The Outlook for the Global Economy may be Improving, But We’re Still not in a Healthy Situation, IMF Chief Says

The Outlook for the Global Economy may be Improving, But We’re Still not in a Healthy Situation, IMF Chief Says

A global economy is established economic interdependence between the most powerful nations, which propels the global economic environment. Additionally, it is the total amount of economic activity, movement, and influence among all nations.

The forecast for the world economy is not as dismal as it was feared a few months ago, but the managing director of the International Monetary Fund (IMF) cautions that “less bad doesn’t quite yet mean good.”

“We have to be cautious,” Kristalina Georgieva told a closing panel at the World Economic Forum in Davos moderated by CNBC.

She said headline inflation was heading down and China’s reopening was expected to boost global growth, with the IMF forecasting its economy will outpace global growth of 2.7% this year, at 4.4%, after slipping below it for the first time in four decades last year.

“Also what has changed in the positive is we have seen demonstrably the strength of labor markets translating into consumers spending and keeping the economy up,” she said.

However, she also highlighted ongoing risks, including China’s growth resulting in higher oil and gas prices and the “horrible” war in Ukraine harming global confidence, particularly in Europe.

And 2.7% global growth was still “not fabulous,” she added.

But Georgieva said her biggest note of caution was that labor markets could lose some of their current tightness, with interest rates yet to significantly bite.

“If they bite more severely, then we can see unemployment going up. And it is very different for a consumer to have a cost-of-living crisis and a job, than to have cost-of-living crisis and no job,” she said.

“So we have to be thinking of possibly unemployment going up at a time when fiscal space in governments is very tight, there isn’t that much they can do to help people. And yet they would be pressed to do it.”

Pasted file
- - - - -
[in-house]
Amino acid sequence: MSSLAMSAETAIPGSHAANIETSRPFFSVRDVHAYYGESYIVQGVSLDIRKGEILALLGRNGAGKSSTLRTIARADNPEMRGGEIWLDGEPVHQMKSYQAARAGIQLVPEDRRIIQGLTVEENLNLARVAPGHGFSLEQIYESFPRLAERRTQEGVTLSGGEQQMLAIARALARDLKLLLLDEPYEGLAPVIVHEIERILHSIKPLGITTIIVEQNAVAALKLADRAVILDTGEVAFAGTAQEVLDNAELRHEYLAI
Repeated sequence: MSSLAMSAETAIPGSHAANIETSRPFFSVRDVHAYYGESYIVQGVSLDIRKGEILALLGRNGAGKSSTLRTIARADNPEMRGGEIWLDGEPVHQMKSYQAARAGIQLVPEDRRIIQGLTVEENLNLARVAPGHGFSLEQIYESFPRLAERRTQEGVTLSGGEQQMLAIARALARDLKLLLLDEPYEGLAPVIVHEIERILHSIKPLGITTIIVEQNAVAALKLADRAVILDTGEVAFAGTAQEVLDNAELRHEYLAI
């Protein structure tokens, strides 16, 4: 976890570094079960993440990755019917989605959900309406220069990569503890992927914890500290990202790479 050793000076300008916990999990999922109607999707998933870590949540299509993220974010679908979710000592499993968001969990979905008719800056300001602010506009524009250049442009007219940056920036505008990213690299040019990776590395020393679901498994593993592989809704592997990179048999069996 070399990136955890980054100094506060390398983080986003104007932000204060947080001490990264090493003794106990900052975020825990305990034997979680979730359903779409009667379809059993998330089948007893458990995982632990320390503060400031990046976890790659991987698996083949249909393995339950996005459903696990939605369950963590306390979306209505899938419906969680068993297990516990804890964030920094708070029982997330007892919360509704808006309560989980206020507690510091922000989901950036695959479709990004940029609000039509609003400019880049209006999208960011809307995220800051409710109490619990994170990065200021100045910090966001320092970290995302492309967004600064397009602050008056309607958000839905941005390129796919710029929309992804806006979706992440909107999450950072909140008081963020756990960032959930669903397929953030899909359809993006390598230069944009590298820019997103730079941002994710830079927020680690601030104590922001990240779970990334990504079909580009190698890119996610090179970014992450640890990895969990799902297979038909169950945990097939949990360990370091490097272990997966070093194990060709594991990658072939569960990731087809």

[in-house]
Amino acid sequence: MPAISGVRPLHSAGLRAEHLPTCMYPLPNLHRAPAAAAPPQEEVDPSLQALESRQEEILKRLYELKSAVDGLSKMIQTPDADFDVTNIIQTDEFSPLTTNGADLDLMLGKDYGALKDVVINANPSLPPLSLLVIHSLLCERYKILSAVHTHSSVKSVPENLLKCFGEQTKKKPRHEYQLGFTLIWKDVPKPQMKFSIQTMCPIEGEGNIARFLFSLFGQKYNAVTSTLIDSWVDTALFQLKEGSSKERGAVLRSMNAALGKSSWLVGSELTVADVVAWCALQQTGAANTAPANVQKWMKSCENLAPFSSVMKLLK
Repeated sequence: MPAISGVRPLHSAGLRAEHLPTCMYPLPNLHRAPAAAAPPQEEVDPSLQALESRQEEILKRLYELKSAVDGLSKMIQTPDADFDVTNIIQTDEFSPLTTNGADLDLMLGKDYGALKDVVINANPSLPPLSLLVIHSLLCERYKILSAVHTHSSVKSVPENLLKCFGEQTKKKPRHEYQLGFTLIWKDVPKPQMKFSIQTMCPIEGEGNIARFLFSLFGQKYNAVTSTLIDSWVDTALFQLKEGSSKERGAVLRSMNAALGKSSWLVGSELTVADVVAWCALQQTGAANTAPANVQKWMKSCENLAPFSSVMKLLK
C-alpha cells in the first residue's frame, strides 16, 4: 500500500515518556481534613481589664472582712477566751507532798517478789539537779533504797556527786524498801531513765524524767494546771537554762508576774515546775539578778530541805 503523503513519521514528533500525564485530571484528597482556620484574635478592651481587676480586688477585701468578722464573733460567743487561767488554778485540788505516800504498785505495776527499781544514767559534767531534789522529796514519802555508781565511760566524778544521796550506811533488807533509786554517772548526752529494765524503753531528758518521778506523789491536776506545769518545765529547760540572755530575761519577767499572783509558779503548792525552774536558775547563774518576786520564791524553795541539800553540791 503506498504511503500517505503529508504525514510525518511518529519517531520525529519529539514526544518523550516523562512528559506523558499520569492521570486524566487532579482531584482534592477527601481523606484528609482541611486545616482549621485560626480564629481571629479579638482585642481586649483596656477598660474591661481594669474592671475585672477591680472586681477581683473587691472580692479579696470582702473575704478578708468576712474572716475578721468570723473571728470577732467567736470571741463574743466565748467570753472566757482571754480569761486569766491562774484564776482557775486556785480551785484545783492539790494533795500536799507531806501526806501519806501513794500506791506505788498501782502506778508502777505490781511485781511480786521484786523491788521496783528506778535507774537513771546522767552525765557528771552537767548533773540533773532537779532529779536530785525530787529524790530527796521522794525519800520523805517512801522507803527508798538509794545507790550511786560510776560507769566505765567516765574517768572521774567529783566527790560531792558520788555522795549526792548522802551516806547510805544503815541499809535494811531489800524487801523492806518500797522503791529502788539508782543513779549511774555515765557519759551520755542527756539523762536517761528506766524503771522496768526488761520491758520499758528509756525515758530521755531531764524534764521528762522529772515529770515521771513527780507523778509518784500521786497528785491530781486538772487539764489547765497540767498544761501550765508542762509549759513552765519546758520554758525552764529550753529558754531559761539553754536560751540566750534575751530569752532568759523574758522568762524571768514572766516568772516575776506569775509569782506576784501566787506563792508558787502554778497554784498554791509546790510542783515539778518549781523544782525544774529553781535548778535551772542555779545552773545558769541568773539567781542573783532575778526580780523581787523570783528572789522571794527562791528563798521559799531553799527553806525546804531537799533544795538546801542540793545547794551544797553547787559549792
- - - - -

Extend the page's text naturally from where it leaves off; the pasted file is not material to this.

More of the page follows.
Turning to European Central Bank head Christine Lagarde, a speaker on the same panel, she said: “All power to you. If fiscal policy works against purpose with monetary policy, then you may have to tighten even further.”

‘Stay in the middle of realism’

Her message to business and policymakers was to “be careful not to get on the other side of the spectrum from being too pessimistic to being too optimistic. Stay in the middle of realism that seems to serve the world well.”

She then called on Davos attendees to fight global economic fragmentation.

“If we look at medium-term growth prospects, how we handle security of supply chains will matter tremendously on our future prospects of growth,” she said.

If diversification of supply chains to strengthen them is done “rationally” and collaboratively it may cost 0.2% of GDP, she said.

That could increase to a 7% loss of GDP, equaling $7 trillion, “if we are like an elephant in a china shop and we trash the trade that has been an engine for growth for so many decades,” she said.

“So a great deal of whether we can lift optimism depends on the people in this room. Be pragmatic, collaborate, do the right thing, keep the global economy integrated for the benefit of all of us,” Georgieva added.